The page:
Research also suggests that nearly half a million children are exposed to parental play at low risk levels. Nine out of 10 adults do not engage in risky gambling at all.

Dr. Suomi said previous research suggests that children whose parents engage in moderate-risk gambling experience the same types of harms as children whose parents are problem gamblers, and the difference is in the severity.

Harms include financial stress, psychological distress, and damaged relationships, as well as child protection issues such as neglect, poor diet, and various forms of family violence, including child abuse.

“There is a fairly high correlation between family violence and gambling, such that these families face high levels of conflict and children witness violence between parents and are also more likely to experience abuse” , said Dr. Suomi.

“There is also an intergenerational transmission of problem gambling – children of problem gamblers are at increased risk of becoming gamblers themselves.”

Dr Suomi said the article published in Addictive behaviors did not examine the method of play, but other research has shown that parents tend to favor online play via their smartphones, although there is also evidence that some parents leave their children at home to play in places with slot machines.

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A study published last year by Gambling Research Australia shows that problem gambling has doubled over the past decade, despite fewer people gambling overall, meaning the industry is making more money with a smaller group of people.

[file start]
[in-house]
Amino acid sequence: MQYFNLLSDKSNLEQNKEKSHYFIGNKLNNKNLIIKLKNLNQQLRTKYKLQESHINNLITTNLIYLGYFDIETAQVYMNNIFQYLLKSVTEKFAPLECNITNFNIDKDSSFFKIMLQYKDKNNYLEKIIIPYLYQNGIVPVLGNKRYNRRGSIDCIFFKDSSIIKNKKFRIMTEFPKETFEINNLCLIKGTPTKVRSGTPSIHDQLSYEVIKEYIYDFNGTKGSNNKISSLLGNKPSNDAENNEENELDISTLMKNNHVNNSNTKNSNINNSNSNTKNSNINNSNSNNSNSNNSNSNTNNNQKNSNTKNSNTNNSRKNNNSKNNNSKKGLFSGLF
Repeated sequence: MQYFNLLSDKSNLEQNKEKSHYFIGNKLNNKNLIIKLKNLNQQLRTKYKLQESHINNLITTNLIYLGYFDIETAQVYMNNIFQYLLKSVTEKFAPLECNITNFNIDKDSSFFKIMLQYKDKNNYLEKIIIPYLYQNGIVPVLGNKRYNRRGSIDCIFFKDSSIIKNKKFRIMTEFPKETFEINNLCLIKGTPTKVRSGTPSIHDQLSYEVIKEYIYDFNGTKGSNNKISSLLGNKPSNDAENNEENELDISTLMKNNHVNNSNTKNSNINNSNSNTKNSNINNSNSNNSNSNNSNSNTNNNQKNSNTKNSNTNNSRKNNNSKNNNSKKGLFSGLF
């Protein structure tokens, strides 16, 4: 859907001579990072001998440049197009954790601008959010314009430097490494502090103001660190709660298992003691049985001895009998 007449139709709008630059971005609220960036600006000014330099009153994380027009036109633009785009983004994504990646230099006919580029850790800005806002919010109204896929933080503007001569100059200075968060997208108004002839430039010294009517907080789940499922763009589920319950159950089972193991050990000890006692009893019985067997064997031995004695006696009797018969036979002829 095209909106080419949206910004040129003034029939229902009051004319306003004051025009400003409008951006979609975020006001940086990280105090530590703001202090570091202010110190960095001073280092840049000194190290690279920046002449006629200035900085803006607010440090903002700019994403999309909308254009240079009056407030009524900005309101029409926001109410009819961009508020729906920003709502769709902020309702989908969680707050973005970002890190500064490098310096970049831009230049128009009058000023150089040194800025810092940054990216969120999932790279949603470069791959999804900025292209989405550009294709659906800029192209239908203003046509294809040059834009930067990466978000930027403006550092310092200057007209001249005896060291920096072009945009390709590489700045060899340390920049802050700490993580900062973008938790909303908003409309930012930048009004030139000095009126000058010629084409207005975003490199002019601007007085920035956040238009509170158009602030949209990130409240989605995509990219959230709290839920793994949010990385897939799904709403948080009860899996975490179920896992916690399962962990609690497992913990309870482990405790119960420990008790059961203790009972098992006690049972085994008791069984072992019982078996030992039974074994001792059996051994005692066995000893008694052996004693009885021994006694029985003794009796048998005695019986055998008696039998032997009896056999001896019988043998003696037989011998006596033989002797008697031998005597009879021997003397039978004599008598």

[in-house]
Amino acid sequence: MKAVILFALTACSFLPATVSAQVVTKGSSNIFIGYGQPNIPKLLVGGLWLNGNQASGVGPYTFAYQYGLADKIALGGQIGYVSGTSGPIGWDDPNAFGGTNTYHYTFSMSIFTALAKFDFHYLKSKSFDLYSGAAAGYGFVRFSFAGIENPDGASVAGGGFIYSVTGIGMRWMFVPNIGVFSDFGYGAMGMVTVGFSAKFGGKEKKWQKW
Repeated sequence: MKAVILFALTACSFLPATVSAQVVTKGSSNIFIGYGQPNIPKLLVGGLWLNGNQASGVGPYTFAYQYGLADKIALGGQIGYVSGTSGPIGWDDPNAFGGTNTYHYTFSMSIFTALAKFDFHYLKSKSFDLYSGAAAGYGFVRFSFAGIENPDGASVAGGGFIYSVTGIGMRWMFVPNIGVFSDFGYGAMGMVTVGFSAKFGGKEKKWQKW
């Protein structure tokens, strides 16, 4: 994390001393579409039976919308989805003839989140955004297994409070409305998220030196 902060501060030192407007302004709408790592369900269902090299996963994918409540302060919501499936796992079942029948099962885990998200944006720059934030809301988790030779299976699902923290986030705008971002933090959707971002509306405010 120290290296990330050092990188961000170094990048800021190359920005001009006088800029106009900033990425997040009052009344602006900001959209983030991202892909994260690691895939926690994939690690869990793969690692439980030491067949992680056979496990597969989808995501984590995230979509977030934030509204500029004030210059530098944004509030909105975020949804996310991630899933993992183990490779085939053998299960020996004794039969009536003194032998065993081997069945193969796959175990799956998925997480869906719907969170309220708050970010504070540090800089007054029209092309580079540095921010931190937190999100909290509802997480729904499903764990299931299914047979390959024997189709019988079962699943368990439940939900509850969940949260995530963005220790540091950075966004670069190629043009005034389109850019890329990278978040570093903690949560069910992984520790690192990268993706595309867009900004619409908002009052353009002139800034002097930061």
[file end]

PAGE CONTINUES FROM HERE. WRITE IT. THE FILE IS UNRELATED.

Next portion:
This trend is associated with the growing popularity of online gambling, with online gamblers being twice as likely to be at risk for gambling problems as other gamblers.

There is evidence that online gambling has become a problem during the COVID-19 pandemic, although some people who gamble in person have reduced their activities with the closure of sites under lockdown. Dr Suomi said more evidence on the impact of COVID on gambling would come from the 2022 HILDA survey.

Jacqueline Small, a pediatrician and president-elect of the Royal Australasian College of Physicians, said the research raises important issues about children’s health and wellbeing that should be considered in health and social policy.

The college has a Kids COVID Catch Up campaign, calling on the federal government to appoint a national chief pediatrician and set up a children’s recovery task force.

GambleAware: 1800 858 858; gamehelponline.org.au